Real vs reel | india | Hindustan Times
Today in New Delhi, India
Nov 19, 2017-Sunday
-°C
New Delhi
  • Humidity
    -
  • Wind
    -

Real vs reel

Hindi movies are no longer just escapist. Often they seem to mirror the dark underbelly of the Indian polity. Preeti K Sharma tells more.

india Updated: Oct 14, 2007 19:35 IST

Movies reflect life. But Hindi movies have always been different: escapist and melodramatic at best. Yet, news in recent weeks has been similar to some popular Hindi movie plots. For example in Kolkata, true lovers were torn apart by a rich and powerful family. Can anyone count the number of Bollywood movies with a similar storyline? Just like in the movies, Rizwan-ur-Rehman and his wife Priyanka were harassed by the police. But sadly unlike in Hindi movies, there was no happy ending to this love affair.

In a Hindi movie, it is almost mandatory for a hero to beat up goons, often in the defence of damsels in distress. So it made news when a boy tried to save girls from eve-teasers. Unfortunately, the boy a real-life hero was outnumbered and badly beaten up. He ended up in a hospital.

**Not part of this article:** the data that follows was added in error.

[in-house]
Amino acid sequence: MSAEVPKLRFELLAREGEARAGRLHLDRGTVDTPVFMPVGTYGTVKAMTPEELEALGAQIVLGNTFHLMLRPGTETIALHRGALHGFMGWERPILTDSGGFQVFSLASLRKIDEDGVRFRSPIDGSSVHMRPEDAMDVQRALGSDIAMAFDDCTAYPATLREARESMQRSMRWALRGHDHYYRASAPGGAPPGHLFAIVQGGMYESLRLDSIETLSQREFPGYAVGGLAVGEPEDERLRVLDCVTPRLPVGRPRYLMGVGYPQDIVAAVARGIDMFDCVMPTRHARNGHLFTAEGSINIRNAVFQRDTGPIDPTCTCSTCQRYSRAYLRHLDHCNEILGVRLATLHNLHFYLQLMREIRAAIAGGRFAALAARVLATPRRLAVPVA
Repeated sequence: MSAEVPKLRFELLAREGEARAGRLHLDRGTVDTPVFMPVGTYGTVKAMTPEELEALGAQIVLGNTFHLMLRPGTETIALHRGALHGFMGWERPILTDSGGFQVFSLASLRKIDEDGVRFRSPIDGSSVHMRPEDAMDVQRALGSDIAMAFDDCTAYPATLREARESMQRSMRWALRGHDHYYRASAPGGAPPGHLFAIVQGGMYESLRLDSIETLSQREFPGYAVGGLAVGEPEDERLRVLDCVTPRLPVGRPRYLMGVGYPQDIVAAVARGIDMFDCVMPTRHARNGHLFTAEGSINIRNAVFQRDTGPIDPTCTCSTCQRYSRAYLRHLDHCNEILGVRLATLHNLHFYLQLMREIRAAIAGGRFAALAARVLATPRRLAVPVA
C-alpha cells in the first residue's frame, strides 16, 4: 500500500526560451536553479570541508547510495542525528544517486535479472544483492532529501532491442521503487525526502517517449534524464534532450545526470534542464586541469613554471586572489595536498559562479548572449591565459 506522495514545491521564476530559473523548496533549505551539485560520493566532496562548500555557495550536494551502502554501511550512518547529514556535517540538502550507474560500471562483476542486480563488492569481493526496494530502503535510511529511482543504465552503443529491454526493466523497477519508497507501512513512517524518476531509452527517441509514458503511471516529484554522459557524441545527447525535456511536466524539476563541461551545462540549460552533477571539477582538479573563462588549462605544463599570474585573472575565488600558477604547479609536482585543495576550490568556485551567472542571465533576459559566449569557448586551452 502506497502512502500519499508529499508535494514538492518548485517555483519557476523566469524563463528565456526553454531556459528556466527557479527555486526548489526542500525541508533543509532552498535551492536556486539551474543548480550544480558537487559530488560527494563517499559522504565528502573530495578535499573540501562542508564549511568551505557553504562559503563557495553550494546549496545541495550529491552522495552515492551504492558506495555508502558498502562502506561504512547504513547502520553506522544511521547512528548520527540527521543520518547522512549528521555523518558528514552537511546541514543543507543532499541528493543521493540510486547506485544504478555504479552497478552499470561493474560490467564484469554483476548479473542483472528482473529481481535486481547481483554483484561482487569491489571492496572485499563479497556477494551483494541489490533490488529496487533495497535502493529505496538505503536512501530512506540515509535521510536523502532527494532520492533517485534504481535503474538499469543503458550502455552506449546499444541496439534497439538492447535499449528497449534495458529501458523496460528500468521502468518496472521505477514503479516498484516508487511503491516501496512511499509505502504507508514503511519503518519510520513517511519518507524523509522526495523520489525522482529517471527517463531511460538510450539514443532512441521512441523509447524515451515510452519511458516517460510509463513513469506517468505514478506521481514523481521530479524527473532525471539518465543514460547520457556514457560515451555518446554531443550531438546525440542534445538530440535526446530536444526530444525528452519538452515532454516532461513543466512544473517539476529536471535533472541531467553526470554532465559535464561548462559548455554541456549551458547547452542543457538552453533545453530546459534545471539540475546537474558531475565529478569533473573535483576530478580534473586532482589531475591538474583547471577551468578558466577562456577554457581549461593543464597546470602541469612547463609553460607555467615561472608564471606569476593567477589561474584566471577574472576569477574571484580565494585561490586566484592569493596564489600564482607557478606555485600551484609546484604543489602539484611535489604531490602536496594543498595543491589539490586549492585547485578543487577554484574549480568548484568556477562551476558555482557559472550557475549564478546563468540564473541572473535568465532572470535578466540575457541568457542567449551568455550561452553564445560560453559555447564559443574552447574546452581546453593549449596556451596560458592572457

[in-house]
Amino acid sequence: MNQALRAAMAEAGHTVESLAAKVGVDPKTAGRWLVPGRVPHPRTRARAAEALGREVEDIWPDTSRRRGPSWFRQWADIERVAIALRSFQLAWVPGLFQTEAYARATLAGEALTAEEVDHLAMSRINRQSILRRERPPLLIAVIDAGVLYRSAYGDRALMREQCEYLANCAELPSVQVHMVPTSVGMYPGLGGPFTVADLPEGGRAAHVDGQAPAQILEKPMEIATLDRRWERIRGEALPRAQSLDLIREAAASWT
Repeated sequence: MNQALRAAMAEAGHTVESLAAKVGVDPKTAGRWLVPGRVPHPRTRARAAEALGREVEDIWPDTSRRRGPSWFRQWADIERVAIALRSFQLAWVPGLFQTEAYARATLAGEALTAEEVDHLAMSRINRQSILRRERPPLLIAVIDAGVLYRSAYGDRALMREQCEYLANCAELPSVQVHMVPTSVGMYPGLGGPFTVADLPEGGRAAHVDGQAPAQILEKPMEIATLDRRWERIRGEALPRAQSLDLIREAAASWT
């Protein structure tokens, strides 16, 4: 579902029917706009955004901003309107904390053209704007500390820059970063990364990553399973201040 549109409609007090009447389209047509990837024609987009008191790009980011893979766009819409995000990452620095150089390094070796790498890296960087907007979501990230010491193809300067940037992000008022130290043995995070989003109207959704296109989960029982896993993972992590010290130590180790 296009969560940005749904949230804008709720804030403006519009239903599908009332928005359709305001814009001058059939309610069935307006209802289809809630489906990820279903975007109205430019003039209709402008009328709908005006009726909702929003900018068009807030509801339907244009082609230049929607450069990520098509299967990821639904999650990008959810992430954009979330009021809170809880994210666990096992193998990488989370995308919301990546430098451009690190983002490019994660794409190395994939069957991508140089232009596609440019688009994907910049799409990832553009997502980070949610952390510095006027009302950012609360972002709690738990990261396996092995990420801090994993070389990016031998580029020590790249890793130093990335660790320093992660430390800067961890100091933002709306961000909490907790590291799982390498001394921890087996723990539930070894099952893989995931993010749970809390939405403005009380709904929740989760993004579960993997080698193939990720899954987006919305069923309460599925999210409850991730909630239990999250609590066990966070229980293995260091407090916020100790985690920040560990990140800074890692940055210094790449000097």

And now over to the real villains. The commonest villains in the last ten years have been politicians who misuse policemen as their personal assistants.

Recently, a Punjab Deputy General of Police was arrested for aiding a former Chief Minister in some dubious deals.

One particularly vile form of the villainous politician has been the man who gets some upright inspector or official killed. For the first time, an ex-MP was recently held guilty of leading and inciting a mob to kill an honest district magistrate.

Hindi movies are no longer just escapist. Often they seem to mirror the dark underbelly of the Indian polity. Yet, sometimes they can be inspiring like Lajja that prompted many brides to send back barats. And nobody thinks it is a coincidence when common people protested against the acquittals in the Jessica Lall murder case. They met at India Gate, just like the protagonists of Rang de Basanti.

In the 1950s and 1960s, movies played a huge role in altering moth-eaten customs and the status of women. One can hope that there will be more movies with activist themes that will seep into the public consciousness just like Lajja and Rang De Basanti. And that our news will no longer sound like the plots of Hindi movies.